Any prisoner shall be allowed to file a grievance at such time as the prisoner believes he or she has been subject to abuse, harassment, abridgment of civil rights or denied privileges specified in the posted rules. (Grievances must be restricted to incidents which occur while the prisoner is in custody of the center.) No prisoner shall fear against reprisal for initiating grievance procedure in an attempt to resolve legitimate complaints.

501 KAR 3:140, § 7. [See DN 40-1, at 1.] In addition to this general description of the Jail's grievance policy, there are also detailed procedures, which lay out the manner in which prisoners should go about filing such grievances. This includes how to fill out grievance forms, what they should contain and, of particular importance to the instant Motions, the appeals process.

         Specifically, the Jail's grievance policy provides the following: “If not satisfied with the disposition of the grievance by the Jailer, the inmate shall be furnished paper, pencil, and an envelope in order to set forth his grievance in writing and his objection to the disposition of the grievance. The inmate's appeal letter will then be forwarded to the Department of Corrections.” [Id. at 2.]

         The primary contention laid out in the Motions submitted by Harper and Johnston and by Boyd is that Plaintiff failed to exhaust his administrative remedies within the Christian County Jail and, as a result, the Court must dismiss Plaintiff's claims. There is some disagreement as to when Plaintiff filed his first grievance, and how many grievances he has filed to date. Boyd claims in his Motion for Summary Judgment that “[t]he first grievance [Plaintiff] provided to Jailer Boyd was on February 21, 2017…[and] was filed after [Plaintiff] filed his Complaint on February 17, 2017. [DN 35-1, at 7.] Conversely, Plaintiff contends that his first grievance was filed on February 2, 2017. [See DN 23-1, at 20.] Johnston and Harper appear to agree with Plaintiff's timeline. [See DN 32-1, at 5.] This would place the filing of his first grievance before the filing of his Verified Complaint, making it relevant.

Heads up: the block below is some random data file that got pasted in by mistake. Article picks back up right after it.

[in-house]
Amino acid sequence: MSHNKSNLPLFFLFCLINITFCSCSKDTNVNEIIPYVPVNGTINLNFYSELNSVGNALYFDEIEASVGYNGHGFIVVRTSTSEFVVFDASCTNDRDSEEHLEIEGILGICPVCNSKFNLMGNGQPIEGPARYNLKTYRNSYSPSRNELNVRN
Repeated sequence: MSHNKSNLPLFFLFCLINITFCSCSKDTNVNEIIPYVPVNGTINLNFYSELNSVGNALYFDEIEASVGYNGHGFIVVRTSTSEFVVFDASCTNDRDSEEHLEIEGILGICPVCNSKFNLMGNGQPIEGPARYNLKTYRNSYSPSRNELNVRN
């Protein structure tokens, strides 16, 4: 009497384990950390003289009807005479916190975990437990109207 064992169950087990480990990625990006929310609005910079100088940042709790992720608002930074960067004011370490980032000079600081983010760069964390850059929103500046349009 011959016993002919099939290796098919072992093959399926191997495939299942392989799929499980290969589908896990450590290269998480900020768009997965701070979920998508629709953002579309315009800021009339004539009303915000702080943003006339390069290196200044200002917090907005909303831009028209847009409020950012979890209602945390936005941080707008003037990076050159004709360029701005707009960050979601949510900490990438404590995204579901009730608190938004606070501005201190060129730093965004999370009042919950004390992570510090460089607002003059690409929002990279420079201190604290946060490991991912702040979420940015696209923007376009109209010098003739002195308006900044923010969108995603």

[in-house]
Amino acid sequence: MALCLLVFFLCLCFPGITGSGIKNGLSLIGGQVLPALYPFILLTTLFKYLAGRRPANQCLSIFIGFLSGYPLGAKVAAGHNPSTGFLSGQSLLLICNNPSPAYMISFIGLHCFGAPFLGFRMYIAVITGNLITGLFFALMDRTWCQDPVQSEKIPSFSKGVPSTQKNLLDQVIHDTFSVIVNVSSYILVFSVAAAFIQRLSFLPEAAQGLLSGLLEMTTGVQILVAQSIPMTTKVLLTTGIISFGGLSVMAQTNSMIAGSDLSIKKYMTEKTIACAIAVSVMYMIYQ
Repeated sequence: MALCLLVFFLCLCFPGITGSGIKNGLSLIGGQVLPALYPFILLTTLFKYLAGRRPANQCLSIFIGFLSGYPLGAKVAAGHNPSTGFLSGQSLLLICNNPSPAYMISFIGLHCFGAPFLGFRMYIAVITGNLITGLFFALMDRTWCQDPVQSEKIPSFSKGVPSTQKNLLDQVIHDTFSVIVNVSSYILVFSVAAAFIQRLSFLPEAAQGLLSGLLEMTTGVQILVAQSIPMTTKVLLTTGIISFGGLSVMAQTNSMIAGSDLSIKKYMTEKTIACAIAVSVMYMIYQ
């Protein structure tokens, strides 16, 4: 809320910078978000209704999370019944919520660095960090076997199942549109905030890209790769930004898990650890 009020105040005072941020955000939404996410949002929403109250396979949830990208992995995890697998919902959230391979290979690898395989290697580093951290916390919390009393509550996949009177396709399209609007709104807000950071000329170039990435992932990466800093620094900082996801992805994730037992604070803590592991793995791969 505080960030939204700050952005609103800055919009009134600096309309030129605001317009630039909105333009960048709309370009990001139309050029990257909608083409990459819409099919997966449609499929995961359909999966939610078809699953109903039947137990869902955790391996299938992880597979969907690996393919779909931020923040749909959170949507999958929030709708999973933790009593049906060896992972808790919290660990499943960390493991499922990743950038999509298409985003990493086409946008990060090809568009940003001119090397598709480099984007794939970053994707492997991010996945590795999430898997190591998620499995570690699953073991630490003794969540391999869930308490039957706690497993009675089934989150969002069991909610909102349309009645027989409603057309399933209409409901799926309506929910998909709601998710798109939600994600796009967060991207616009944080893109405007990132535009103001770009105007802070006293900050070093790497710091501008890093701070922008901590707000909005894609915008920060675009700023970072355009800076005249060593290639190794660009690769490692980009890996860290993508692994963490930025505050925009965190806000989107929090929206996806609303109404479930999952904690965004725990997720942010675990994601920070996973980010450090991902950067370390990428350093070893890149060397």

However, the crucial issue is not the precise date on which Plaintiff filed his grievance, nor is it how many grievances he has filed. Rather, the dispositive question in the PLRA exhaustion analysis is whether, upon filing such a grievance or grievances, Plaintiff exhausted the avenues of relief within the administrative system available to him in the Jail, or whether he failed to do so. As described above in the Jail's policy and procedure for filing and appealing grievances, an inmate's avenues are not exhausted unless and until the inmate appeals an adverse decision from the initial grievance. Assuming that Plaintiff's first grievance is correctly dated, and was therefore submitted on February 2, 2017, this is the only relevant grievance. This is because all remaining grievances that have been filed with Court by Plaintiff and Defendants were dated after the commencement of this lawsuit, and so do not apply towards the exhaustion requirement here. See 42 U.S.C. § 1997e (explaining that administrative remedies must be exhausted before an inmate may file a lawsuit in federal court).